My daughter now resides in a residential community in a house with other developmentally delayed individuals. She has access to clinical staff 24/7 and is well cared for. This didn’t happen accidentally, as we had many struggles to get her there including firing one of her Neurologists whose care was subpar. But being armed with healthcare knowledge we were able to get her the care she needs. You can do that for yourself and your loved ones. Please remember that there are people like me out there to assist you. People who were molded by life to become healthcare advocates.


According to a statement, “Healthcare is complex and that is not an accident. It is complex by the healthcare entities vying for your healthcare dollars. Covid has exacerbated the American Healthcare System, which was fragile, to begin with. Many clinicians are leaving healthcare due to burnout. How does the average layperson navigate the complexities of the American Healthcare System where a prescription could cost you $5 at one pharmacy and $500 at another? What does the average layperson do when their insurance company rejects their claim? Proactive education of the American Healthcare System prior to accessing it is the key to safely navigating the healthcare system. Until now, little information has been available to provide the layperson with the knowledge they need to be a better partner in their health care. Dr. David Wilcox’s book How to Avoid Being a Victim of the American Healthcare System: A Patient’s Handbook for Survival” is a game-changer and will provide you with the skill set you need to navigate the American Healthcare System.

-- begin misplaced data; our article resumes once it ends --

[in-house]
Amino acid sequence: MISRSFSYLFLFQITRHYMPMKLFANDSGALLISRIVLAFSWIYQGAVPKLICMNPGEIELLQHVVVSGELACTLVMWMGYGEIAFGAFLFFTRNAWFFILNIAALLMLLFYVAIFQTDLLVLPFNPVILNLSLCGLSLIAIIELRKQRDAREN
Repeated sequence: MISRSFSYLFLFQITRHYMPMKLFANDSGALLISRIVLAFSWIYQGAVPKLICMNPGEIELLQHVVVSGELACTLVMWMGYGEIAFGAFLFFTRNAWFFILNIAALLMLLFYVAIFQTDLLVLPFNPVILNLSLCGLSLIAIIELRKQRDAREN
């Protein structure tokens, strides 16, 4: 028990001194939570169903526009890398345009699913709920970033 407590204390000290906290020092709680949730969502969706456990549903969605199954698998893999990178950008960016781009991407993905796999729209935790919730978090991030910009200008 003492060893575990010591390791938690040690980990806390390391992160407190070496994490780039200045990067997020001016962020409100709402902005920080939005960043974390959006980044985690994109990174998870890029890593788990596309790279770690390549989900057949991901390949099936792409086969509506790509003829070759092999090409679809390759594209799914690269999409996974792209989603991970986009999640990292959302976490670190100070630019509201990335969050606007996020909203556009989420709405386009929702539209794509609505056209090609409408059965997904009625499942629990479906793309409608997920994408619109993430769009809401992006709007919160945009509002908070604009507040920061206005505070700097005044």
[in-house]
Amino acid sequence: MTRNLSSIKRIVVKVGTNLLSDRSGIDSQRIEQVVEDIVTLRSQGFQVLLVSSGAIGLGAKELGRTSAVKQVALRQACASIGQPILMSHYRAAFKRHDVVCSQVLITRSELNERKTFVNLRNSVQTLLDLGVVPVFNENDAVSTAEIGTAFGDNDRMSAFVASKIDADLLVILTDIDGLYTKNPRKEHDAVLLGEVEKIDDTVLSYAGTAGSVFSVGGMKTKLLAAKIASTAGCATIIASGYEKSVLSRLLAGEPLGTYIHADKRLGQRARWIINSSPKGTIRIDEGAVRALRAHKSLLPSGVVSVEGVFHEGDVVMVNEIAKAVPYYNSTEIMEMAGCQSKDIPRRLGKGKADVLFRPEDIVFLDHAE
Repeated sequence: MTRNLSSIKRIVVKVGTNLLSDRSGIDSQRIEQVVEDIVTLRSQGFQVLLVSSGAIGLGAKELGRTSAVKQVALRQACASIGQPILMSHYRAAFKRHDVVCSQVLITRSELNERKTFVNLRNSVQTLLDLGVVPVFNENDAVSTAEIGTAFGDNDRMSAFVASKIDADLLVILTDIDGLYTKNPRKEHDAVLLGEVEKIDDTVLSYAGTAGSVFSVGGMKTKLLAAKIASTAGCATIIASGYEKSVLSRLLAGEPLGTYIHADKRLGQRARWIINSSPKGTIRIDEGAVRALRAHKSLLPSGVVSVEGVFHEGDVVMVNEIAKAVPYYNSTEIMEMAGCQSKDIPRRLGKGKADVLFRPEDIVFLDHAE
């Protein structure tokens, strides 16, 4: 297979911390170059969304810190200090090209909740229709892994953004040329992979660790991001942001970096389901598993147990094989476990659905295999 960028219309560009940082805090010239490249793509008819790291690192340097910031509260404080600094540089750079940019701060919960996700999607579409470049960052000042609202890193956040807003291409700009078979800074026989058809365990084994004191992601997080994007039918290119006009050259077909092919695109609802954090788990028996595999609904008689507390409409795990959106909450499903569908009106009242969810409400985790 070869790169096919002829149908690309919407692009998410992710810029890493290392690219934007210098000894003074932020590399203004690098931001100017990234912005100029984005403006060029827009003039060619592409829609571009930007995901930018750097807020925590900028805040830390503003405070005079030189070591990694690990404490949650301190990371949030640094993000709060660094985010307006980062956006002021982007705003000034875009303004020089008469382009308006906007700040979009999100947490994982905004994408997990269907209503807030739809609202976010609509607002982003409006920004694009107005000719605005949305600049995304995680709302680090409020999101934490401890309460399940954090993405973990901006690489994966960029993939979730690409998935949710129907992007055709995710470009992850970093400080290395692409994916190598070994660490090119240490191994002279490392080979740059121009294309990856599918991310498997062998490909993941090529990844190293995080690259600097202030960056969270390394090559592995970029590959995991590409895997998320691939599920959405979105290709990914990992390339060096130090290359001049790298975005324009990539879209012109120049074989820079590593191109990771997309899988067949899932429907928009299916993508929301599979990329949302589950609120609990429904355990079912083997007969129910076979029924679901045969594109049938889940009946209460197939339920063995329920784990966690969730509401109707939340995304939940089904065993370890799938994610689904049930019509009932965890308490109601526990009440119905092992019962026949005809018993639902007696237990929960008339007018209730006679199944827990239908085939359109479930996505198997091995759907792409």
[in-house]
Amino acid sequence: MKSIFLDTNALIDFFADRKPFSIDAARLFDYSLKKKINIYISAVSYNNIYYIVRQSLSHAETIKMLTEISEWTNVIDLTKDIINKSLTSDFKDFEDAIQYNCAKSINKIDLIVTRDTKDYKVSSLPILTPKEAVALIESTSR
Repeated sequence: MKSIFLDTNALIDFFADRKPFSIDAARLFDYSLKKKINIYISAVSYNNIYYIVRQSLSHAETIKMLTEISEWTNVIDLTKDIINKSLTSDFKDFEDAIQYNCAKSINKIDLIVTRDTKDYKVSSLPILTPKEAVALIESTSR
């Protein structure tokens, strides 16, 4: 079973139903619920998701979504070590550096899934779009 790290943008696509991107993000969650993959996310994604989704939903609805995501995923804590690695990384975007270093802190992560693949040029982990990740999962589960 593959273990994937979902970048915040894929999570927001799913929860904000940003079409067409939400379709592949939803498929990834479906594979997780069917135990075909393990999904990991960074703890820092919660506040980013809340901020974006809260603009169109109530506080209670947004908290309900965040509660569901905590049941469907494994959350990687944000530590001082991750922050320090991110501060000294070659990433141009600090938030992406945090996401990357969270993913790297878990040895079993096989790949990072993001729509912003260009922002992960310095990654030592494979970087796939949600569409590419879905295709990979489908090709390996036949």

Website: https://drdavidwilcox.com/

Dr. Wilcox is a Doctorate prepared nurse who also holds a Masters in Health Administration and is Board Certified in Nursing Informatics. Dr. Wilcox has 28 years of healthcare experience in which he worked as a bedside nurse, hospital administrator, and in healthcare information technology which has helped him to develop his unique perspective on the American Healthcare System.

Dr. Wilcox is the author of the book “How to Avoid Being a Victim of the American Healthcare System: A Patient’s Handbook for Survival (2021)” available at https://www.amazon.com/dp/0578878364

Dr. Wilcox currently resides in North Carolina with his wife and their three dogs.

Dr Wilcox’s website: Dr. David Wilcox – Healthcare, American Healthcare System (drdavidwilcox.com)